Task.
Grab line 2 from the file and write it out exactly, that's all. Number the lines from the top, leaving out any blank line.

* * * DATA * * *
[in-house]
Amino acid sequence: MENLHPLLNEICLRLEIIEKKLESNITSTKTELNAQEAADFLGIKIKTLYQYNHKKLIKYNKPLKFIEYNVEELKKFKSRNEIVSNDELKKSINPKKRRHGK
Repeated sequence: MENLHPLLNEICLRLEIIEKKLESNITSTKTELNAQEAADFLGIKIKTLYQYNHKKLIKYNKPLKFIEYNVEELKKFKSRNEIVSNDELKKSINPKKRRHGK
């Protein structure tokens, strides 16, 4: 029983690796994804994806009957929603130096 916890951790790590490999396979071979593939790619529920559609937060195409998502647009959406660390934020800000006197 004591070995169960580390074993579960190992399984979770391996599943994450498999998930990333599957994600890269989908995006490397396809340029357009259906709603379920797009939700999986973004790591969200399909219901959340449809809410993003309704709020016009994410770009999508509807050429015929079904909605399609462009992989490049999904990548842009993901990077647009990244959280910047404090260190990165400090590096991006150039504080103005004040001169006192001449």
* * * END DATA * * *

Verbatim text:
Amino acid sequence: MENLHPLLNEICLRLEIIEKKLESNITSTKTELNAQEAADFLGIKIKTLYQYNHKKLIKYNKPLKFIEYNVEELKKFKSRNEIVSNDELKKSINPKKRRHGK